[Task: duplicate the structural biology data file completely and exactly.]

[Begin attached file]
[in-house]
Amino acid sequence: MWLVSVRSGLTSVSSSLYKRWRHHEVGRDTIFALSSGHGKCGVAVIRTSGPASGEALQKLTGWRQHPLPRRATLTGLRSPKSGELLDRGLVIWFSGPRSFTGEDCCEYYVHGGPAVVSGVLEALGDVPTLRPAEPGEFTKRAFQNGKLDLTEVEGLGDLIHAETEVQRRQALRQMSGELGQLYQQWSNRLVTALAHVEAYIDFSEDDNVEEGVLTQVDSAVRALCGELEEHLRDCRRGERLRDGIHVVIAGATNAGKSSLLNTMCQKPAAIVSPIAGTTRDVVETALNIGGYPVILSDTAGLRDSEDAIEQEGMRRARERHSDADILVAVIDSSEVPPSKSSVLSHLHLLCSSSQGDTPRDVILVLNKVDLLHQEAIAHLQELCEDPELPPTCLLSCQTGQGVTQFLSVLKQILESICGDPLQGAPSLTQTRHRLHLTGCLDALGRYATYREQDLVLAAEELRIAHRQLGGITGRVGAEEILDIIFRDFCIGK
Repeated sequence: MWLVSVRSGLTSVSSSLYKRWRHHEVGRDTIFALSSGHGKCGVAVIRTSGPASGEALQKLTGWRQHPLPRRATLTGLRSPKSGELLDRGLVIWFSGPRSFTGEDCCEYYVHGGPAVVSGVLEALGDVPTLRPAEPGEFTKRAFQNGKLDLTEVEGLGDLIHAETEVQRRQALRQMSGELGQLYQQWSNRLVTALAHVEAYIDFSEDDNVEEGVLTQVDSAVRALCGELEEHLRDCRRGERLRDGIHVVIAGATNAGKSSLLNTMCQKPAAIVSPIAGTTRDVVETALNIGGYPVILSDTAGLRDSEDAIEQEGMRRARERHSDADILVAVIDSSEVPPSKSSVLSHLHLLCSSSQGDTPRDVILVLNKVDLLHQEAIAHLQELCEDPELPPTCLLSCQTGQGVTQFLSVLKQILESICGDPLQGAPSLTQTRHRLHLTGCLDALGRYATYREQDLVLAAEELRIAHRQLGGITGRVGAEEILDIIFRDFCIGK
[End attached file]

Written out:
[in-house]
Amino acid sequence: MWLVSVRSGLTSVSSSLYKRWRHHEVGRDTIFALSSGHGKCGVAVIRTSGPASGEALQKLTGWRQHPLPRRATLTGLRSPKSGELLDRGLVIWFSGPRSFTGEDCCEYYVHGGPAVVSGVLEALGDVPTLRPAEPGEFTKRAFQNGKLDLTEVEGLGDLIHAETEVQRRQALRQMSGELGQLYQQWSNRLVTALAHVEAYIDFSEDDNVEEGVLTQVDSAVRALCGELEEHLRDCRRGERLRDGIHVVIAGATNAGKSSLLNTMCQKPAAIVSPIAGTTRDVVETALNIGGYPVILSDTAGLRDSEDAIEQEGMRRARERHSDADILVAVIDSSEVPPSKSSVLSHLHLLCSSSQGDTPRDVILVLNKVDLLHQEAIAHLQELCEDPELPPTCLLSCQTGQGVTQFLSVLKQILESICGDPLQGAPSLTQTRHRLHLTGCLDALGRYATYREQDLVLAAEELRIAHRQLGGITGRVGAEEILDIIFRDFCIGK
Repeated sequence: MWLVSVRSGLTSVSSSLYKRWRHHEVGRDTIFALSSGHGKCGVAVIRTSGPASGEALQKLTGWRQHPLPRRATLTGLRSPKSGELLDRGLVIWFSGPRSFTGEDCCEYYVHGGPAVVSGVLEALGDVPTLRPAEPGEFTKRAFQNGKLDLTEVEGLGDLIHAETEVQRRQALRQMSGELGQLYQQWSNRLVTALAHVEAYIDFSEDDNVEEGVLTQVDSAVRALCGELEEHLRDCRRGERLRDGIHVVIAGATNAGKSSLLNTMCQKPAAIVSPIAGTTRDVVETALNIGGYPVILSDTAGLRDSEDAIEQEGMRRARERHSDADILVAVIDSSEVPPSKSSVLSHLHLLCSSSQGDTPRDVILVLNKVDLLHQEAIAHLQELCEDPELPPTCLLSCQTGQGVTQFLSVLKQILESICGDPLQGAPSLTQTRHRLHLTGCLDALGRYATYREQDLVLAAEELRIAHRQLGGITGRVGAEEILDIIFRDFCIGK